Location: Lublin, Poland
Miles on the clock: 4820
During my last couple of days in Arctic Norway I noticed the leaves beginning to yellow and the temperature dropping close to freezing each night. Autumn comes early in the Arctic and I realised I would be chasing the tail of summer as it receeded south. Having befriended a generous bunch who work in the Alta cinema (and provided me with all the free popcorn, drinks and films I could have dreamt of) I was sad to leave the city.
Finland is an anomoly. Geographically it firmly belongs to Scandanavia but it feels culturally closer to Russia and linguistically has more in common with Hungary. There is even a subtle difference in ethnicity; it is just visible that the Finnish population has historically intermarried more with the Asiatic Saami.
There are two national pasttimes: saunas and motorsports. Many rural houses have a private sauna and every small town owns a tribe of tiresome teenagers who roar aimlessly up and down the main street on tiny dirtbikes, often trying to hold shouted conversations through their helmets and over their engines.
I enjoyed a week of glorious sunshine during which I passed the Sametinget (Saami Parliament) building which is shaped like a vast post-modern wigwam. At night I camped wherever I pleased, picking wild blueberries for breakfast and enjoying the posturepedic quality of the thickly moss-covered forest floor. I crossed out of the Arctic Circle near Rovaniemi which suffers from the glib dubbing "Santa City". However, they doubtlessly profit from the busloads of tourists attracted to the Santa Claus Village. It was bright, warm and sunny with not a snowdrop in sight when I wheeled through the place where Christmas songs play on loudspeakers every day and the staff are dressed as elves. Usually it costs €20 for a photo with Santa but I managed to wangle a free one and was wished a very 'Merry Christmas' by a lovable-looking bloke with a brilliantly billowing white beard.
It drizzled during my day in the capital and I managed a comedy wipeout on a slippery tramline which resulted in a busy street, cars included, stopping and laughing heartily . I visited the Museum of Helsinki and quickly formed the impression that the unfortunate city's past consists of being conquered alternatively again and again by differing foreign invaders.
I shot south through the Baltic States (which are mostly flat) and in Latvia's capital, Riga, began retracing part of my route from when I drove home from Mongolia last summer. Accordingly, it may have been an instance of deja vu in Lithuania that caused my first full-speed fall. I was wobbling along performing a tightrope act (made necessary by the ridges and ruts as deep as 12 inches which have formed on the edge of the roads due to liberally-overladen lorries) when my front wheel slipped off the tarmac and bit deeply into the sandy verge. When a front wheel goes abruptly from 16mph to standstill, the rear wheel and helpless rider have little choice but to accept a couple of moments of airborne glory before meeting their earthy fate. I landed in an ugly sprawl, half on and half off the road. I looked up instantly to see if I was soon to be squashed and saw a car load of faces gawping as they slowly passed before accelerating aggressively and kicking up some grit in my disheartened direction. Luckily I was only scratched and bruised and made my peace with Lithuanians a few miles further on where a farmer allowed me to camp in his garden and took me for a walk around his small orchard, gibbering gleefully and filling my hands with apples, pears and plums.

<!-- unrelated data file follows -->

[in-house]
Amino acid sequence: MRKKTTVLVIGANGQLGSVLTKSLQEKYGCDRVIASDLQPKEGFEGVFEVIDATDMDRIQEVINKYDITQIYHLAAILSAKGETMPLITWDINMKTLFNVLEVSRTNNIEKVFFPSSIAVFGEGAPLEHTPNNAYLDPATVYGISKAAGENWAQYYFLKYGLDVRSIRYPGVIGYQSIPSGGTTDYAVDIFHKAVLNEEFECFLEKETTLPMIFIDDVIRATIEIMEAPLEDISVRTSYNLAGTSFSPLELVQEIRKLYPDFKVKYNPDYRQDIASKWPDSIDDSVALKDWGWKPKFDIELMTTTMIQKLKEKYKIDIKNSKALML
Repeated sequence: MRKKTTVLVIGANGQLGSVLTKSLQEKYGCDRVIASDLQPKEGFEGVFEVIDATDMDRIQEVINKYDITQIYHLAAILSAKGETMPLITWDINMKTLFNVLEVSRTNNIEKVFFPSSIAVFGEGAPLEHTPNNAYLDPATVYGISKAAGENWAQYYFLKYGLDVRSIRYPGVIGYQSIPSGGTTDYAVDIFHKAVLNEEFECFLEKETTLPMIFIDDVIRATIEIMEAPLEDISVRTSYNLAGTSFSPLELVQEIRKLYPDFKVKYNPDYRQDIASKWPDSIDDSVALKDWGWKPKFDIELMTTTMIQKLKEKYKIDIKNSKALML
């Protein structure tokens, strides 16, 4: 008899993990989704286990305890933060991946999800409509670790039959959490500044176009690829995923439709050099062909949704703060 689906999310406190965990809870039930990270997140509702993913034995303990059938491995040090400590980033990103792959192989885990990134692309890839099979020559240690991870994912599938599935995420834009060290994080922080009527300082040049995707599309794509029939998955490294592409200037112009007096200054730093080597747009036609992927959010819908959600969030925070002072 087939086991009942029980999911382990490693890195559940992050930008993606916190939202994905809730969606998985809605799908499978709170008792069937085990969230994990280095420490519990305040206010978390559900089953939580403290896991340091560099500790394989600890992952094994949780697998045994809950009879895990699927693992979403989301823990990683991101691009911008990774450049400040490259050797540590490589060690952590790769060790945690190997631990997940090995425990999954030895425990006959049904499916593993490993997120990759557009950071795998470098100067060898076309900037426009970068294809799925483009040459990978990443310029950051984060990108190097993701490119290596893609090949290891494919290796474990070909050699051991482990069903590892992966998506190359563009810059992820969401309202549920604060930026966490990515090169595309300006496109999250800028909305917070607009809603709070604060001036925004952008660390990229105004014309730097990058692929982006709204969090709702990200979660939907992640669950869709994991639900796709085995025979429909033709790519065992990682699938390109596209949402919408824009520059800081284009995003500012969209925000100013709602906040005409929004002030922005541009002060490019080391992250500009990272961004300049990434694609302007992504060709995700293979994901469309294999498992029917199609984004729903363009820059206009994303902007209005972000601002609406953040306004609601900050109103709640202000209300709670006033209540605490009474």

As I sped along I was often mesmerised by the vast flocks of small migratory birds (my interest/knowledge doesn't extend to names) marshalling for their imminent journey south. My relatively new twitching tendancy thrived on watching them when disturbed from the waterlogged fields by passing traffic. They would gradually take-off in a sweeping succession, like a label being peeled off the land, before jinking and diving and swooping in no particular direction but with strangely anarchic uniformity, not unlike waves in a storm-tossed sea.
The Baltic states bore signs of their former Soviet status at every turn. Some of the smaller towns I passed through (often with unpronounceable names) felt as though they were frozen in time; living out a ceaseless stereotype of the USSR in the late 80s. Portly babushkas, clad in curtain-like skirts with hankerchiefs for shawls, selling hand-gathered mushrooms and berries at the roadside; large, characterless blocks of buildings left abandonned to an unaesthetic decay on the outskirts; antiquated tractors bouncing and wheezing along the pot-holed streets; tracksuits instead of business suits; grey sprawls of suburbs with grass thriving on the once-paved pathways; lean, elderly men on bicycles that look older than themselves; lithe, leering teenage boys in small packs on street corners with close haircuts and bottles of beer; and of course many magnificent moustaches of all shapes and sizes to rival 19th century portraits of officers from the Queen's Royal Hussars.
I also noticed a significant rise in the amount of roadkill. Little woodland critters scattered sickeningly over twenty yards of tarmac; most disturbing were the dead dogs. One morning I morbidly counted four bodged badgers, two pancaked pooches and a flat fox in less than five miles of road.
However, it's not all doom and gloom. I'm enjoying the challenge in a perverse way and the satisfaction from miles covered is continual. I'm also racing ever closer to Szeged in Hungary where I will soon luxuriate in a few days R&R with my brother-in-law's parents. I dare say the odd glass of palinka will be sampled.